Lovells ends Trinidad’s Corporal Punishment Act

Lovells has secured a major victory in the Inter-American Court of Human Rights, resulting in the abolition of corporal punishment in Trinidad and Tobago.

The City firm advised Winston Ceasar, a prisoner in Trinidad and Tobago who had been sentenced to 15 strokes of the cat-o’-nine-tails and 20 years’ hard labour in prison. The firm worked pro bono.

In delivering its judgment in April, the court said Trinidad’s Corporal Punishment Act was incompatible with the American Convention on Human Rights and could not be used to legitimise a practice that was cruel and inhuman. The court has asked Trinidad to amend its legislation.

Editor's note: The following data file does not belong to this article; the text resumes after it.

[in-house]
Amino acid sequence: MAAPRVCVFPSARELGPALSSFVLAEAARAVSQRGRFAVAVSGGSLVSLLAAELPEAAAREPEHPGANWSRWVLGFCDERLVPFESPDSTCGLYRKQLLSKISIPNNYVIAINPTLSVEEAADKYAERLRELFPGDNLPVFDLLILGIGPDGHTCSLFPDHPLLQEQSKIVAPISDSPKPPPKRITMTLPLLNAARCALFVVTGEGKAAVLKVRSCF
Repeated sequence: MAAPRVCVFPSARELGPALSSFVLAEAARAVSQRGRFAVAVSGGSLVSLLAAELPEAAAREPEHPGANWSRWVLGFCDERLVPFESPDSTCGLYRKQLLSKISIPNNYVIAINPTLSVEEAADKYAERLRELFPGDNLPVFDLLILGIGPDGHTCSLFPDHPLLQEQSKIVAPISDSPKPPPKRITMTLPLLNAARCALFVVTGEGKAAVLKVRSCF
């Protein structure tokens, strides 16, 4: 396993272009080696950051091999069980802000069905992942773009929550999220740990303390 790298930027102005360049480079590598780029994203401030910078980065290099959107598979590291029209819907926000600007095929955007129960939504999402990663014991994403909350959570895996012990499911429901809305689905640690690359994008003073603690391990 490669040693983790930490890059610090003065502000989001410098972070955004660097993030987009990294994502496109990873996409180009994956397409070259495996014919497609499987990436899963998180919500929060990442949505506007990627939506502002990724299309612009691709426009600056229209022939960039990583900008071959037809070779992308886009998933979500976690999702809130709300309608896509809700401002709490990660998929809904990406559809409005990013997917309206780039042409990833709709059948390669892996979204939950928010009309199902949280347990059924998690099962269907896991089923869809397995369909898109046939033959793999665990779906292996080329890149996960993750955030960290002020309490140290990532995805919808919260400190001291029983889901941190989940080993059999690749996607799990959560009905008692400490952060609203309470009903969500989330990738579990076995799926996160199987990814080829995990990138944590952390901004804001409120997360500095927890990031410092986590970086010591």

The court added that it felt bound to put on record its profound regret that the presiding officer in Trinidad’s High Court saw fit to allow the use of a punishment that violated the nation’s international obligations.

Caesar’s case first came to Lovells in 1997 when the firm decided to seek redress through the Inter-American Court instead of appealing to the Privy Council.

The Lovells team was led by Andrea Monks and was supported by Peter Carter QC of Park Court Chambers.